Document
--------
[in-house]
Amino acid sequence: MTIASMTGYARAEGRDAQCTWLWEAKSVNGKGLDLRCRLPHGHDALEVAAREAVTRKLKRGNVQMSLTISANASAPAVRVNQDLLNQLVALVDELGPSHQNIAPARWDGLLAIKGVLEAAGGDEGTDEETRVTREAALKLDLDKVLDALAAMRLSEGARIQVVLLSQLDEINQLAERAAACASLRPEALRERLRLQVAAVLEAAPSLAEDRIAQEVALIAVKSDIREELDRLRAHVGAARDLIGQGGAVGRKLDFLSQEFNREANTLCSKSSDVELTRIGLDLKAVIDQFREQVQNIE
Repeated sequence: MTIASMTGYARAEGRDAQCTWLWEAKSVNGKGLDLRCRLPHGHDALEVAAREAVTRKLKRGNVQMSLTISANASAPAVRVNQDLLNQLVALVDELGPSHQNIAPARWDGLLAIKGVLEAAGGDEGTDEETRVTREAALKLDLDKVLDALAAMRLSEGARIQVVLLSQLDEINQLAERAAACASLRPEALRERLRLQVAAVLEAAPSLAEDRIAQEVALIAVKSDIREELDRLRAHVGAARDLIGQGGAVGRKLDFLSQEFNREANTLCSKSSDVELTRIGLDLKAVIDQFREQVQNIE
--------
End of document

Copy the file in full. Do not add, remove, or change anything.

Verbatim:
[in-house]
Amino acid sequence: MTIASMTGYARAEGRDAQCTWLWEAKSVNGKGLDLRCRLPHGHDALEVAAREAVTRKLKRGNVQMSLTISANASAPAVRVNQDLLNQLVALVDELGPSHQNIAPARWDGLLAIKGVLEAAGGDEGTDEETRVTREAALKLDLDKVLDALAAMRLSEGARIQVVLLSQLDEINQLAERAAACASLRPEALRERLRLQVAAVLEAAPSLAEDRIAQEVALIAVKSDIREELDRLRAHVGAARDLIGQGGAVGRKLDFLSQEFNREANTLCSKSSDVELTRIGLDLKAVIDQFREQVQNIE
Repeated sequence: MTIASMTGYARAEGRDAQCTWLWEAKSVNGKGLDLRCRLPHGHDALEVAAREAVTRKLKRGNVQMSLTISANASAPAVRVNQDLLNQLVALVDELGPSHQNIAPARWDGLLAIKGVLEAAGGDEGTDEETRVTREAALKLDLDKVLDALAAMRLSEGARIQVVLLSQLDEINQLAERAAACASLRPEALRERLRLQVAAVLEAAPSLAEDRIAQEVALIAVKSDIREELDRLRAHVGAARDLIGQGGAVGRKLDFLSQEFNREANTLCSKSSDVELTRIGLDLKAVIDQFREQVQNIE